Link factory-assigned serial numbers currently listed in the database include from 2049 – 5255 for keyboard style pianos, and from 6101 – 7906 for keyboardless styles. If the series actually began with 2000 and 6000 respectively, that would imply an approximate total of 5100+ pianos made from 1913 through 1929. At the rate of 300 pianos per year stated by Ed Link, that could be a reasonable total. Accuracy will be refined with more submissions to the database.
There is sometimes a date scratched into the bottom of the expression mechanism that sits on top of the feeder pump. However, route operators tended to switch pumps around so this date may not be a clear indication of when the piano was built, although this date would still be accurate for the pump itself.
Automatic Musical Company's Unique Mandolin Attachment: Normally when a collector thinks about a mandolin attachment what comes to mind is a curtain made of bellows cloth or leather strips with a metal tab or hollow brass tube fastened to the end of each strip. When this "curtain" of strips is lowered in front of the piano hammers the metal tabs or tubes hit the pianos strings producing a tinkling sound reminiscent of a mandolin. Thus the mandolin attachment has come to be generally known is a simple adornment to a piano that produces what can be characterized as an effect representing the playing of one or more mandolins. But not so for the Automatic Musical Company, who took a completely different and novel approach. The Mandolin Piano, introduced in 1906, is a prime example of the company's effort to bring forth what may be the only true free-standing mandolin plucking or strumming device installed in a coin piano, one that was not dependent upon the normal piano action and strings for the mandolin effect. Please click on the image at right for detail about this amazing and clever invention.
Link pianos playing RX rolls had a musical scale of 61 notes, playing from tracker bar holes 5 through 65. These holes play notes equivalent to the lowest G up to the second highest G on a full 88-note piano. Each note of the 61-note scale has its own individual tracker bar hole.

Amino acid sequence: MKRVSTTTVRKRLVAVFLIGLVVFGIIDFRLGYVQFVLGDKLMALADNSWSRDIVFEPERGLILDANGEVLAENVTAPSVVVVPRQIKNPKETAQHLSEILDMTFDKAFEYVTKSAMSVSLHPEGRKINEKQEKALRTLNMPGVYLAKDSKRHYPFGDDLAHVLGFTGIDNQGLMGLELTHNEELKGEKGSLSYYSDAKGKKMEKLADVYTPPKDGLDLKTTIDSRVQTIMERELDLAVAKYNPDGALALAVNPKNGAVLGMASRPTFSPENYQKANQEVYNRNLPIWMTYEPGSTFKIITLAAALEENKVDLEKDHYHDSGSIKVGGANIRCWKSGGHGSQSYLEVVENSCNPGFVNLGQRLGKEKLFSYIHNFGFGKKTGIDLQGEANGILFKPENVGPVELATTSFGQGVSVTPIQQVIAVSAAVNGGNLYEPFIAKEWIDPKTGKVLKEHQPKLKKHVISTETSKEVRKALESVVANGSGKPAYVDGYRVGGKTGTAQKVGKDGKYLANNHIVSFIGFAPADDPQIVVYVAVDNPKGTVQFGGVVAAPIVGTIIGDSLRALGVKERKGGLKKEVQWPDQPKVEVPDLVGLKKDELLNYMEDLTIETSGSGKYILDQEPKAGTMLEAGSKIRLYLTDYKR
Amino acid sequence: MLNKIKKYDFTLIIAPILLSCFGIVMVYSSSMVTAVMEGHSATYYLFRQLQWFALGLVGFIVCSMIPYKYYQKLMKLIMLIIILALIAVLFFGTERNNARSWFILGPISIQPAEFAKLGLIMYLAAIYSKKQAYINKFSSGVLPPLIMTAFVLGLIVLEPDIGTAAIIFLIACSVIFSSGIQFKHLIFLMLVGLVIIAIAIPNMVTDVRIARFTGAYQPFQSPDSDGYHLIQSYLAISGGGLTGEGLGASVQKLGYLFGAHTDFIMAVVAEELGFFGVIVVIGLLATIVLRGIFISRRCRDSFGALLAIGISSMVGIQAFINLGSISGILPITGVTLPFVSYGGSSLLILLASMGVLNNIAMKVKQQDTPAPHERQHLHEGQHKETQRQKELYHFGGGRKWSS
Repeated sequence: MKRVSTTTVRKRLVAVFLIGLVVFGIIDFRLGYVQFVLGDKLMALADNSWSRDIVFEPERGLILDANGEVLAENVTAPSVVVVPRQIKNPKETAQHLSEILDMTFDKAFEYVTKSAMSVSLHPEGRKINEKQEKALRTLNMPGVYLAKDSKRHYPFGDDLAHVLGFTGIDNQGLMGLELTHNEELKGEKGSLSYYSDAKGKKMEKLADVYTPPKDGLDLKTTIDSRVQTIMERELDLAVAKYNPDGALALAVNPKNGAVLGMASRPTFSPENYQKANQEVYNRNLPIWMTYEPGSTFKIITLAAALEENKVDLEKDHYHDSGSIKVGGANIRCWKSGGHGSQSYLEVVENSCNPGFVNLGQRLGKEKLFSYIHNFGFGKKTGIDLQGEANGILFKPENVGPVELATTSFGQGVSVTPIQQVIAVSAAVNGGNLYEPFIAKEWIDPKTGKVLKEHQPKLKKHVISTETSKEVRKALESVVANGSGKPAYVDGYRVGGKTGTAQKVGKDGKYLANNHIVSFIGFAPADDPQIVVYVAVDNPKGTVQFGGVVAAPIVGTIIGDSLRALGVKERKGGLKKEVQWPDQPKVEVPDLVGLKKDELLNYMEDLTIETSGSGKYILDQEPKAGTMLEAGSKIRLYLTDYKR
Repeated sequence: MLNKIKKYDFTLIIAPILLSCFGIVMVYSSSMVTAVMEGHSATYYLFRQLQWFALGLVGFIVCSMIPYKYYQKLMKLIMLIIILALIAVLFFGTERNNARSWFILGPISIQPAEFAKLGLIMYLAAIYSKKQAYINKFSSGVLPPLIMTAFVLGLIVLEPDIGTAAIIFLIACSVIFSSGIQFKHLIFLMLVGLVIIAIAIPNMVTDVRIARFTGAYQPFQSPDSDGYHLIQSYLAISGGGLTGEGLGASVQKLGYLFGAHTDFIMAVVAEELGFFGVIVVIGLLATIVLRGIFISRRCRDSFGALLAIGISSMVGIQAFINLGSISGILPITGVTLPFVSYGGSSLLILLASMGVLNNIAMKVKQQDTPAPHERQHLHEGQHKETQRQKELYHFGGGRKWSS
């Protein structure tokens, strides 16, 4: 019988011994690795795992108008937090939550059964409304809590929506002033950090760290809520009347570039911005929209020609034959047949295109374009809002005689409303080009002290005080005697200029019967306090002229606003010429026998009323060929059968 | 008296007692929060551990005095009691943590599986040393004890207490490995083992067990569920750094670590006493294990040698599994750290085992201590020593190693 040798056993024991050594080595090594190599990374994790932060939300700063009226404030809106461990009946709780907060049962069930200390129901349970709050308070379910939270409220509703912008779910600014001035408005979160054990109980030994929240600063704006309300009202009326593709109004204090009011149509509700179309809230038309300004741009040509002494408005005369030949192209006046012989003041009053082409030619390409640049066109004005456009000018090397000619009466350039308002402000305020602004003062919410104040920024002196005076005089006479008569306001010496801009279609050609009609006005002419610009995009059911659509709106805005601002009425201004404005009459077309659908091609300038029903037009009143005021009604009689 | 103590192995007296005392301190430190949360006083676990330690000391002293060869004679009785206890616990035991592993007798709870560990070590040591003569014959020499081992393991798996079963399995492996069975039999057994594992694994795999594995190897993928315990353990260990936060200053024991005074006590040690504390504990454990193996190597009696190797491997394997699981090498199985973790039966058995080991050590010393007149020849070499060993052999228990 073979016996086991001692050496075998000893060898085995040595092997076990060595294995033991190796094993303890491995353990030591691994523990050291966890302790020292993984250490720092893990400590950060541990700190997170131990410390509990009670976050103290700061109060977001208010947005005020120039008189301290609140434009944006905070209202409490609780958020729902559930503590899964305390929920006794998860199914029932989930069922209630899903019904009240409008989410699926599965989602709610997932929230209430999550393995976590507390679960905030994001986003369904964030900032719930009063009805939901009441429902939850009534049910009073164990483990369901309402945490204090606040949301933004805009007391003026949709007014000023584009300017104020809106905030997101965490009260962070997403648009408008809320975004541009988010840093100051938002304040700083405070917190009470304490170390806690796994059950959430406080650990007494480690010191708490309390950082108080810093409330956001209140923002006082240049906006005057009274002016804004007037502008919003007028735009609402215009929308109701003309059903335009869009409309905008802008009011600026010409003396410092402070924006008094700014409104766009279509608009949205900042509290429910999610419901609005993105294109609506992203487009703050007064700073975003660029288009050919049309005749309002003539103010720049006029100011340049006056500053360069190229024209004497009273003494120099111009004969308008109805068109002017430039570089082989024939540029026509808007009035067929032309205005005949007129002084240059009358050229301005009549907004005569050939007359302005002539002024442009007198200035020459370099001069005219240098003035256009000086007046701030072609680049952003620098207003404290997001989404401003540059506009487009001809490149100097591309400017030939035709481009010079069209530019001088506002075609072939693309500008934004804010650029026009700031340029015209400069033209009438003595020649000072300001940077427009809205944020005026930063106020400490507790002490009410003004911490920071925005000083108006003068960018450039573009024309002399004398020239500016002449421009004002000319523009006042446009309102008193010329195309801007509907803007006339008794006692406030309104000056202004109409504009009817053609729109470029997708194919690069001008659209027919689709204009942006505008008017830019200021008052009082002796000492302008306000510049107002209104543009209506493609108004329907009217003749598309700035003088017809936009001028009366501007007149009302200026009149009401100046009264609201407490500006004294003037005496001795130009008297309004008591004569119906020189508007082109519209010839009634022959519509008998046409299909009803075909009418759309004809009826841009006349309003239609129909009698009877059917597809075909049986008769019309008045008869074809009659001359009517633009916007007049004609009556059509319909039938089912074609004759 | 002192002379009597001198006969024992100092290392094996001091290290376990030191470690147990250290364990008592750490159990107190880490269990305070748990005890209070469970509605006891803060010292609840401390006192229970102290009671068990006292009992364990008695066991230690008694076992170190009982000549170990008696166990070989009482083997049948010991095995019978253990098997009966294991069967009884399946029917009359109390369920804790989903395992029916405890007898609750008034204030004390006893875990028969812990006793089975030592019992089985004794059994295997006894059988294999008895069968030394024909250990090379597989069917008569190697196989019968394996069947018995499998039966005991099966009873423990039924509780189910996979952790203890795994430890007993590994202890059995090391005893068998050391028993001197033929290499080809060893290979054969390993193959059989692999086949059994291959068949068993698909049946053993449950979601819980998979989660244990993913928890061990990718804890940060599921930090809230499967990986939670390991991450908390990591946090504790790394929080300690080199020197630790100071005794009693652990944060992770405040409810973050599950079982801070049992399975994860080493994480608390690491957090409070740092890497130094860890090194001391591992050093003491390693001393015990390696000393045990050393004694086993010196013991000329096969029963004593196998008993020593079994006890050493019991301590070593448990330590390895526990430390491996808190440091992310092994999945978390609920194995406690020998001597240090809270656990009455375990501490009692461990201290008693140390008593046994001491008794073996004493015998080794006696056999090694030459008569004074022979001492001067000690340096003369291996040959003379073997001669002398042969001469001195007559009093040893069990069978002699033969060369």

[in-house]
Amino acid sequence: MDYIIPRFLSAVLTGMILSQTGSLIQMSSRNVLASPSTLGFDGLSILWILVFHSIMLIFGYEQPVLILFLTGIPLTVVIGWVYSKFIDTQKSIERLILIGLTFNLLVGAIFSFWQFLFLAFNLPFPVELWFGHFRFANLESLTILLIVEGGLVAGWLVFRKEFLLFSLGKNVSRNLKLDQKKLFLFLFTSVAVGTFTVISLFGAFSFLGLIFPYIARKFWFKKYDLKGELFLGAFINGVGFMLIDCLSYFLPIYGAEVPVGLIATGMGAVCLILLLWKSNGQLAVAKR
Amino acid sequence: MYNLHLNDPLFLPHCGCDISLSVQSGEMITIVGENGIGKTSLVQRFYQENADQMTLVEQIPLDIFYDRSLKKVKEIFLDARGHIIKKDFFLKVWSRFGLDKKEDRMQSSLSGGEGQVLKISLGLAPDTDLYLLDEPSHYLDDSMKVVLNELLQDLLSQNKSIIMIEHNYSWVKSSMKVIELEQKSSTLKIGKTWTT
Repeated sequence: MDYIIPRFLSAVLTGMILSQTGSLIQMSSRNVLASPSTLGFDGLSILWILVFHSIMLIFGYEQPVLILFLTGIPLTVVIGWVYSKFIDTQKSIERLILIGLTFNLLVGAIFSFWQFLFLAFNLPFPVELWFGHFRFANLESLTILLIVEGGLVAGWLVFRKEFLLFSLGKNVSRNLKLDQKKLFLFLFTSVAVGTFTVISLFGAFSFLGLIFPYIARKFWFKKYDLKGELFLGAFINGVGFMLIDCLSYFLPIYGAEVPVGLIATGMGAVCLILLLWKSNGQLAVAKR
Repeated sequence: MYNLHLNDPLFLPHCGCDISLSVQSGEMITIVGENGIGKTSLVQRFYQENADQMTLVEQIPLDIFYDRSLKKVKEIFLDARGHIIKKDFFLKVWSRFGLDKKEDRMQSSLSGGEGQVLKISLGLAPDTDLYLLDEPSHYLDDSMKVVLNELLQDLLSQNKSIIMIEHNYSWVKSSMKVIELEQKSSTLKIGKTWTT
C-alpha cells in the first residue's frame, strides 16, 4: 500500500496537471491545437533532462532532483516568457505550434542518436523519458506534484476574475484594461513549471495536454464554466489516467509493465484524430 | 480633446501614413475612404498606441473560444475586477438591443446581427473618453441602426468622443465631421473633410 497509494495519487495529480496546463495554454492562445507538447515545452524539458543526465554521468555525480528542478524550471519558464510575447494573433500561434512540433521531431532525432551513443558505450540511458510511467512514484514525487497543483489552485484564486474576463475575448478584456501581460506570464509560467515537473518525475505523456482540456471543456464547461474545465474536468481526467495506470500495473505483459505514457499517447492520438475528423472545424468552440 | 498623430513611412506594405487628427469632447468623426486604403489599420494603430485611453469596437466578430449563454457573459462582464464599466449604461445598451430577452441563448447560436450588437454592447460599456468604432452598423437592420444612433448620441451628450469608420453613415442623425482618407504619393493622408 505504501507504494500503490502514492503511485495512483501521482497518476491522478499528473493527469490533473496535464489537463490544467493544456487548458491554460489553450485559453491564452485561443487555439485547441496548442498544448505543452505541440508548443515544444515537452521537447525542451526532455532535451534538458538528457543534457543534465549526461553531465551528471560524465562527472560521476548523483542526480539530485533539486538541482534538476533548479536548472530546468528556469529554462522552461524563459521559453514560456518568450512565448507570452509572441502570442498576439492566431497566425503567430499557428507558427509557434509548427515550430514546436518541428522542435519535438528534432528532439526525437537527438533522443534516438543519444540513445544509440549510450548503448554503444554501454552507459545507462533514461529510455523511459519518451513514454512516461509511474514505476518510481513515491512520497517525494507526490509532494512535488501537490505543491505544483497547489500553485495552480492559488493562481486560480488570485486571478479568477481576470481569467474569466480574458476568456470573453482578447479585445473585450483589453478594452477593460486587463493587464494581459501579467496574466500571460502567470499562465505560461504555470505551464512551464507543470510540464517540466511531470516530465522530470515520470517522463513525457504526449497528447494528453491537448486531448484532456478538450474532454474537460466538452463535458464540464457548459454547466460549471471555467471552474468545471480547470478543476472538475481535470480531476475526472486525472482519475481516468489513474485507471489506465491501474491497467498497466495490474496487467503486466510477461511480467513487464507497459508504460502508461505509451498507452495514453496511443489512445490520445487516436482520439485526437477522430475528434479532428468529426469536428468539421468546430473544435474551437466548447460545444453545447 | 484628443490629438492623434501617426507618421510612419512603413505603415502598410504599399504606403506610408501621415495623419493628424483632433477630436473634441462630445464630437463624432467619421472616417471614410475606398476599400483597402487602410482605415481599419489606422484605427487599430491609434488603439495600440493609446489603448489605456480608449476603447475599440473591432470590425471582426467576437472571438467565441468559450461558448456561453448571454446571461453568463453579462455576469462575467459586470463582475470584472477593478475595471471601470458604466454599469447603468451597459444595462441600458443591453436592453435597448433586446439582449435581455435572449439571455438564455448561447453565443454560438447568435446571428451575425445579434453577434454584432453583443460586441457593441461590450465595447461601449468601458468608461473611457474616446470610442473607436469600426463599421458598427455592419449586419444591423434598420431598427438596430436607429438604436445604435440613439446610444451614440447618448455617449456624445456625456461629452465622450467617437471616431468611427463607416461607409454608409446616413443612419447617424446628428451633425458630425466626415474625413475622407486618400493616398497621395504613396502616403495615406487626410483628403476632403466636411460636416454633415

Link orchestrions playing A rolls use tracker bar holes 5 through 16 (equivalent to the lowest 12 playing note holes on an RX roll) for percussion and automatic registers, leaving only 49 holes for playing notes. To keep from losing the lowest octave of bass notes, the lowest 12 note holes in the A roll, 17 through 28, each play their own note plus the bass note an octave lower. Therefore, the coupling provides a 61-note scale from only 49 tracker bar holes. Many music arrangements on RX rolls play the bass notes in octaves anyway, so having the lowest two octaves coupled together in orchestrions caused no significant compromise in the music arrangements.
The bass coupling in early instruments was enabled by means of pallet valves mounted above and actuated by the piano keys. Later, Link did away with the pallet valves and used the type of reverse pouch valves common in many late Link keyboard pianos. The appropriate stack valves for the coupled low octave were tubed to their corresponding reverse pouch valves on notes an octave higher to play the coupled piano octave notes. The few orchestrions with pipes built after this change continued to use the earlier pallet valve system for coupling.
A few Link A roll orchestrions also had a treble octave coupler that could be turned on and off by lock and cancel holes in the roll. This added a very bright sound to portions of the music.
Despite Link’s use of the term “Marimbaphone,” most pianos with that instrument featured a xylophone tuned an octave higher than its associated piano notes, as in the Seeburg K and E. A few cabinet-style Links, however, did have a marimba instead of a xylophone. The marimba featured heavier bars, and it was tuned an octave lower than the standard Link xylophone, or to the same pitch as the associate piano notes.
Aftermarket Kahlmen reed box: Mr. C. Kahlmen had a shop in Elizabeth, N.J. His main business was the repair of and building of new high quality accordions. During the 1920s he was also a Wurlitzer dealer, who operated Wurlitzer and Link coin pianos up and down the Chemical Coast (the New Jersey side of the Arthur Kill, which is the waterway between Staten Island, New York, and New Jersey). Kahlmen made vacuum operated reed boxes and installed them in Link Style 2 pianos, possibly as an alternative to xylophones. Link coin pianos with a Kahlmen reed box (or harmonium) installed are quite rare.
Automatic Musical Company, predecessor of the Link Piano Company, and several other coin piano manufacturers at one time or another made use of endless music rolls. There were advantages and disadvantages compared to the typically predominate rewind music roll system. Some advantages of endless rolls were, first, there was no out of service period while a music roll was rewound, sometimes very slowly, whereby an endless music roll was always ready to play at the drop of the next coin; secondly, the music roll transport mechanism was mechanically much simpler and cheaper to build; and thirdly, from the music roll arrangers point of view no tempo adjustments to the music were necessary, as was the case for rewind type music rolls. For the rewind system the paper speed over the tracker bar increases as the music winds onto and piles up on the take up spool; there is no such problem with endless rolls. Probably the greatest disadvantage of endless rolls is dealing with the unfurled wad of paper that has to be dealt with when changing music rolls. In contrast, for the rewind system the music roll is always constrained between the music roll spool and take up spool, and when rewound it is easy to lift out the old music roll and put in another. Automatic Musical and Link Piano Company coin pianos seem to have been sold mainly to route operators, who were more or less steeped in the use and care of endless rolls and therefore had little trouble using them.